Trumbo is as immaculately turned out, long winded and self-regarding as its subject. It somehow falls simultaneously into the two biggest traps of the biopic – It feels over long, and still skips over too many important details. It’s as shallow and broad as a puddle.
It follows the fall and rise of Dalton Trumbo (Bryan Cranston), a dapper, erudite and very successful communist screenwriter in post-World War Two Hollywood. His membership of the American Communist Party sees him (like many others) hauled before the House Un-American Activities Commission and sent to prison when he (unlike many others) refuses to name supposed communist ‘subversives’ working in the industry. Following his sentence, and subjected to a blacklist, he pays the bills by grinding out B-grade pictures under pseudonyms for the kind of company that has a bug problem and pays in cash. He works his way up to bigger and more successful films – his work wins two Oscars, most notably for Roman Holiday – until his credited work on Spartacus sees the blacklist broken and his return to the spotlight.
The film looks lovely (every costume, classic car and gulp of perfectly lit cigarette smoke is just so) and the cast is excellent. Louis CK is particularly wonderful as the perpetually put upon Arlen Hird, a fellow writer and (seemingly far more committed) communist, a man we suspect continues to chain smoke out of disappointment his first bout of lung cancer didn’t kill him. He gets the best line the film – lamenting the depths great writers like himself and Trumbo have plumbed in penning uncredited B-grade slop, he mentions that he knows Hemmingway – ‘If I walk into a bar in Paris I’ll get, maybe not my name, but I’ll get a wave.’ I would bet good money this line isn’t in the script; elsewhere the movies groans beneath the weight of measured, eloquent rhetoric.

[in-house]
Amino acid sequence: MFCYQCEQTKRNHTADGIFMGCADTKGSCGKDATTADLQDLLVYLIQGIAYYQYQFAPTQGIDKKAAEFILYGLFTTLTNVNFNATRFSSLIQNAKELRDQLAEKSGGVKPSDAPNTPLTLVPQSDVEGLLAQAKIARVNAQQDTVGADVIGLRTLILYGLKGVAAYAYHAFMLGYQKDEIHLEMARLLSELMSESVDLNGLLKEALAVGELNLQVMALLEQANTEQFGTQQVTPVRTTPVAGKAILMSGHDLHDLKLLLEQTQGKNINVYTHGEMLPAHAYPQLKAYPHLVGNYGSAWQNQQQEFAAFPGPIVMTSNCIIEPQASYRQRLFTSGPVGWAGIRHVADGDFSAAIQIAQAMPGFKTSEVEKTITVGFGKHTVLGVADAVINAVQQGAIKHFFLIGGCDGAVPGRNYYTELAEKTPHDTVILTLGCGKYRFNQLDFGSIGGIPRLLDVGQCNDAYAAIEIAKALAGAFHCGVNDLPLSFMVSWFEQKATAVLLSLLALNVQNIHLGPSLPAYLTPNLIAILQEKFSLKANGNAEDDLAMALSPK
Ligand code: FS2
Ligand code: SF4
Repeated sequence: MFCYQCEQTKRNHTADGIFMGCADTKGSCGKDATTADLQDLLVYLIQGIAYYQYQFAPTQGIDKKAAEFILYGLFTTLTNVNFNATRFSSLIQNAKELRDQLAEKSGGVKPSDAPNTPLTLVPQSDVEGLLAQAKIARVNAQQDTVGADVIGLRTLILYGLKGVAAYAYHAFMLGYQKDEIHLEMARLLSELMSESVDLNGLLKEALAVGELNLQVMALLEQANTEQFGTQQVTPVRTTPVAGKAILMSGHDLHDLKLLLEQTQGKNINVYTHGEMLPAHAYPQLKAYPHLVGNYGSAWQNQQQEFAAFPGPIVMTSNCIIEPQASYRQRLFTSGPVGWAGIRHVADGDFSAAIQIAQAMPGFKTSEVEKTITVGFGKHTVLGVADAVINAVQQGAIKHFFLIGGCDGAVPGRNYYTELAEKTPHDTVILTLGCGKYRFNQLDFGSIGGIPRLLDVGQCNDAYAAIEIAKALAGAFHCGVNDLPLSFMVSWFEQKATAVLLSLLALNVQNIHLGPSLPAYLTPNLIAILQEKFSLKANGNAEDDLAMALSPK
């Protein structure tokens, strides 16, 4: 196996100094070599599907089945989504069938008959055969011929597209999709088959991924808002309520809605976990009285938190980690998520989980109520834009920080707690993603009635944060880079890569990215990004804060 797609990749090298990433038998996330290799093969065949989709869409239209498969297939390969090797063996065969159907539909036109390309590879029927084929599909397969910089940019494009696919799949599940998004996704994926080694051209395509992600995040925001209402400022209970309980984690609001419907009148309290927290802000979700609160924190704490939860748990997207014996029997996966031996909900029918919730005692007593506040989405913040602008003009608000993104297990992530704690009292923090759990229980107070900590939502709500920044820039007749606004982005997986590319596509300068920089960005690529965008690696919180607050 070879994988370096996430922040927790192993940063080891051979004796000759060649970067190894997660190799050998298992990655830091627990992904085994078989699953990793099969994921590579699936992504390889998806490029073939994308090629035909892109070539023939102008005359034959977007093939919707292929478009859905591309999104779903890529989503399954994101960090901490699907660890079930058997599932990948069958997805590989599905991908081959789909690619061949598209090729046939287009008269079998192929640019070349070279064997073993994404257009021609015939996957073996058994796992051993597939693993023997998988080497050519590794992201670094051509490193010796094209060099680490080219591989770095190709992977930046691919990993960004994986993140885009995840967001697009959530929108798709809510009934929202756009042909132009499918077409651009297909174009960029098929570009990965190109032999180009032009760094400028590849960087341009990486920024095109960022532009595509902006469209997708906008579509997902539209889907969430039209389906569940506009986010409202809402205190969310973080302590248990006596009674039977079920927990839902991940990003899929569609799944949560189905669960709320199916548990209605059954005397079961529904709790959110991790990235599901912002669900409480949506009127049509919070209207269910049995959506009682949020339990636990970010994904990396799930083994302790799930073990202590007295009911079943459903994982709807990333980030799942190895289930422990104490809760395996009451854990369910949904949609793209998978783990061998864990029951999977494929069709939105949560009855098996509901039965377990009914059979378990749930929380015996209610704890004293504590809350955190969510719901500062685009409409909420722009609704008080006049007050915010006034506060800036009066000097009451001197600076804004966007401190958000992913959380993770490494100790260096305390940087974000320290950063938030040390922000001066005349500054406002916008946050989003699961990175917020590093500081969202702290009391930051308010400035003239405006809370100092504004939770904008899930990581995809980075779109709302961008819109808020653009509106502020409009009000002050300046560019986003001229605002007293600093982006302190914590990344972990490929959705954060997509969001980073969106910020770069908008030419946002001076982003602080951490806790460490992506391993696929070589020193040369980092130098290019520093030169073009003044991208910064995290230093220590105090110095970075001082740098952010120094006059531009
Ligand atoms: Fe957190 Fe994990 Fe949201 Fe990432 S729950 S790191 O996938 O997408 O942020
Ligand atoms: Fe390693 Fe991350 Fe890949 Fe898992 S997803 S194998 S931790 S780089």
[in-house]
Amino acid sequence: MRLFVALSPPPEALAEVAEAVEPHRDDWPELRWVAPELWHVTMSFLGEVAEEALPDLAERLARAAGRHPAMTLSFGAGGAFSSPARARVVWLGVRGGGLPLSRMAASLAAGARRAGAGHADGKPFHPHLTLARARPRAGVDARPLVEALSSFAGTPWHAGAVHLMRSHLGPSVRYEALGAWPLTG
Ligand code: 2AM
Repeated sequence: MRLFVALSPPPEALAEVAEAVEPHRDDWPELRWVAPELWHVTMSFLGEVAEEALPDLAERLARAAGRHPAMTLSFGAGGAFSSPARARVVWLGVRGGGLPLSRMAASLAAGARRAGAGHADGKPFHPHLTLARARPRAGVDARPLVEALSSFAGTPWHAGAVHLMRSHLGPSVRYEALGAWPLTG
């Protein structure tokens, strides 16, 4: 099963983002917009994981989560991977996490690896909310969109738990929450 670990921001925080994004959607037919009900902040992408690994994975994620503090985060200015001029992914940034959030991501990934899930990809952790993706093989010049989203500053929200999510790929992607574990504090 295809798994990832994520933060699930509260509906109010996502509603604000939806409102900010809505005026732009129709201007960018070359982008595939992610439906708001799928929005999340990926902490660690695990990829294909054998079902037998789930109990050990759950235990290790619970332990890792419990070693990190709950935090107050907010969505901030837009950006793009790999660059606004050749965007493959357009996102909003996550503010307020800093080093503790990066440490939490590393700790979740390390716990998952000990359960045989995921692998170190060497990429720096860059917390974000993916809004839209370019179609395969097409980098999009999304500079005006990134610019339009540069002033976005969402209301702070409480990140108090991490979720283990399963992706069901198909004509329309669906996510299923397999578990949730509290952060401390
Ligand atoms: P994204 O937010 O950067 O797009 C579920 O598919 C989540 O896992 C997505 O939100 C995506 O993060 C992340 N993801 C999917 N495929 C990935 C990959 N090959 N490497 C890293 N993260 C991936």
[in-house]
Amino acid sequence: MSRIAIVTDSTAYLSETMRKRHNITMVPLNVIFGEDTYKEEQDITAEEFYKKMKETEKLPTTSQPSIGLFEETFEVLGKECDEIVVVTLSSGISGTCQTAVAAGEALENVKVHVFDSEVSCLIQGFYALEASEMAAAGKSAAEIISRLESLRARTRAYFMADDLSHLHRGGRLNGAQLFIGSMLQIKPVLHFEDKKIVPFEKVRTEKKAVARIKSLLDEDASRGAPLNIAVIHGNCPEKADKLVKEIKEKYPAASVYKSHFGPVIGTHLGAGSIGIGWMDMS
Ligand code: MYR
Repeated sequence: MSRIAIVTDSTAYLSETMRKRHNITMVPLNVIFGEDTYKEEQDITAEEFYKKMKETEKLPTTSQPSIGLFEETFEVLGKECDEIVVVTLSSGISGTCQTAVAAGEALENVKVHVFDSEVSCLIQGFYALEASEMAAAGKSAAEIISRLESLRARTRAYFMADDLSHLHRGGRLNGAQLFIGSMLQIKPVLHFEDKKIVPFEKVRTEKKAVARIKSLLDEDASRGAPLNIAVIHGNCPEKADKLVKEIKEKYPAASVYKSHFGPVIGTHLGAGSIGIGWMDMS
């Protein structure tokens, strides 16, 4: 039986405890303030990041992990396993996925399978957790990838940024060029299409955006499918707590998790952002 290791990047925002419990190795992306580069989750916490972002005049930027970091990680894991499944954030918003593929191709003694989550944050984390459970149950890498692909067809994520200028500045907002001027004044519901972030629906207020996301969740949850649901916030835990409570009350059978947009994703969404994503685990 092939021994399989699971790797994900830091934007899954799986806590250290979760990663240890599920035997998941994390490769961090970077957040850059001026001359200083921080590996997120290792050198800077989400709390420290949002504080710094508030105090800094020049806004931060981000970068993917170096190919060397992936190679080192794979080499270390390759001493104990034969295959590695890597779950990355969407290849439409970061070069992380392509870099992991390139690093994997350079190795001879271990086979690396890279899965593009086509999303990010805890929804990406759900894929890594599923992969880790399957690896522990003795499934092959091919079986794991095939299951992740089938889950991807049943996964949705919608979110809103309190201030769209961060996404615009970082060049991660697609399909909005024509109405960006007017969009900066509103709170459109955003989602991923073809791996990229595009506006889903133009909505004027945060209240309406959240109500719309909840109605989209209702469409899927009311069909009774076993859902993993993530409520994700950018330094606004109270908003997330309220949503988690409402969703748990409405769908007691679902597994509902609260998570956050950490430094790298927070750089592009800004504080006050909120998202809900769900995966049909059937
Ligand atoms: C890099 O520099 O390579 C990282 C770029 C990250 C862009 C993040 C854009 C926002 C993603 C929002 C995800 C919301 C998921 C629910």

The other difference is that it genuinely feels like something’s at stake for Hird (his family, his health, his hope for a better world) in a way it does not for Trumbo. We breeze through his prison stint, after which Trumbo’s beliefs and activism are never mentioned. His turn from doting family man to nasty, self-destructive absentee father and back is a box ticking exercise. His wife, Cleo (played by Diane Lane with the combination of doe-eyed maternal warmth and quiet stoicism mandatory for biopic wives) tells him to stop, and he stops. Never for a moment do we suspect he won’t. Late in the piece, he is described as a ‘former communist’. What caused him to move away from a movement for which he had sacrificed so much? The film doesn’t investigate. Similarly, the film barely touches on the potential conflict between Trumbo’s extravagant lifestyle and his beliefs, his feeing for the working class and the suspicion he’s never met a working class person. Trumbo approaches all its conflicts in this gossamer thin way – Communism is common sense centre-leftism, its opponents hysterical, hypocritical, moralistic hawks – and so fails as an historical drama as well as a character study.
When Trumbo give the last of his speeches, he looks back at the McCarthy era and says ‘it will do you no good to look for heroes or villains.’ This is dishonest. The film finds it’s hero in the opening frames, and never makes us see Trumbo as anything more interesting.